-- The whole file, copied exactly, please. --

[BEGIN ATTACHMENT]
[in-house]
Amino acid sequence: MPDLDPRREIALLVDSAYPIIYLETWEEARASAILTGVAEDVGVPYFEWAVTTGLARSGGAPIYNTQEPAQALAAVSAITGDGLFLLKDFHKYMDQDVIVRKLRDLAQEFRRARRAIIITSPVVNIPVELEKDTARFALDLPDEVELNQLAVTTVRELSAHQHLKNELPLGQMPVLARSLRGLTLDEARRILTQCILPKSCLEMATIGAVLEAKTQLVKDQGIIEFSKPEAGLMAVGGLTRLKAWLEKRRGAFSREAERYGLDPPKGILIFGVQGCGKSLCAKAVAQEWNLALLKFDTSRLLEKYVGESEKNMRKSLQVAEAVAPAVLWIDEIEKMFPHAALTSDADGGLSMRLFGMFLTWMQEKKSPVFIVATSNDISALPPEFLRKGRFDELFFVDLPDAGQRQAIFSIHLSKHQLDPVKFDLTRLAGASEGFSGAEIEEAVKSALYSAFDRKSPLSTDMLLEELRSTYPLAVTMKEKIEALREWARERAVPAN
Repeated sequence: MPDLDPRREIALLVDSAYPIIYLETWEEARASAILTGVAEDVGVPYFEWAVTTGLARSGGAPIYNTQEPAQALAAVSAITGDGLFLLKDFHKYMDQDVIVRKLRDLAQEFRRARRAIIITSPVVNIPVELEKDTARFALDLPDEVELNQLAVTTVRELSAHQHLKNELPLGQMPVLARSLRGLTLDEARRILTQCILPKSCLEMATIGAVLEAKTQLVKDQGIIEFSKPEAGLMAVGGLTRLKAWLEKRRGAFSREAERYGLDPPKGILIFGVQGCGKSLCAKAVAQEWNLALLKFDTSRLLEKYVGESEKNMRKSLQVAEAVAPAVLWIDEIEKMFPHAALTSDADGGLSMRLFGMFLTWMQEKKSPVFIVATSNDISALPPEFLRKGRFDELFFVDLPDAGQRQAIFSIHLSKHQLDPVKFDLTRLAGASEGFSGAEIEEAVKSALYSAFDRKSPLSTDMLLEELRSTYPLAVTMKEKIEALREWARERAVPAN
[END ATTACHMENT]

[in-house]
Amino acid sequence: MPDLDPRREIALLVDSAYPIIYLETWEEARASAILTGVAEDVGVPYFEWAVTTGLARSGGAPIYNTQEPAQALAAVSAITGDGLFLLKDFHKYMDQDVIVRKLRDLAQEFRRARRAIIITSPVVNIPVELEKDTARFALDLPDEVELNQLAVTTVRELSAHQHLKNELPLGQMPVLARSLRGLTLDEARRILTQCILPKSCLEMATIGAVLEAKTQLVKDQGIIEFSKPEAGLMAVGGLTRLKAWLEKRRGAFSREAERYGLDPPKGILIFGVQGCGKSLCAKAVAQEWNLALLKFDTSRLLEKYVGESEKNMRKSLQVAEAVAPAVLWIDEIEKMFPHAALTSDADGGLSMRLFGMFLTWMQEKKSPVFIVATSNDISALPPEFLRKGRFDELFFVDLPDAGQRQAIFSIHLSKHQLDPVKFDLTRLAGASEGFSGAEIEEAVKSALYSAFDRKSPLSTDMLLEELRSTYPLAVTMKEKIEALREWARERAVPAN
Repeated sequence: MPDLDPRREIALLVDSAYPIIYLETWEEARASAILTGVAEDVGVPYFEWAVTTGLARSGGAPIYNTQEPAQALAAVSAITGDGLFLLKDFHKYMDQDVIVRKLRDLAQEFRRARRAIIITSPVVNIPVELEKDTARFALDLPDEVELNQLAVTTVRELSAHQHLKNELPLGQMPVLARSLRGLTLDEARRILTQCILPKSCLEMATIGAVLEAKTQLVKDQGIIEFSKPEAGLMAVGGLTRLKAWLEKRRGAFSREAERYGLDPPKGILIFGVQGCGKSLCAKAVAQEWNLALLKFDTSRLLEKYVGESEKNMRKSLQVAEAVAPAVLWIDEIEKMFPHAALTSDADGGLSMRLFGMFLTWMQEKKSPVFIVATSNDISALPPEFLRKGRFDELFFVDLPDAGQRQAIFSIHLSKHQLDPVKFDLTRLAGASEGFSGAEIEEAVKSALYSAFDRKSPLSTDMLLEELRSTYPLAVTMKEKIEALREWARERAVPAN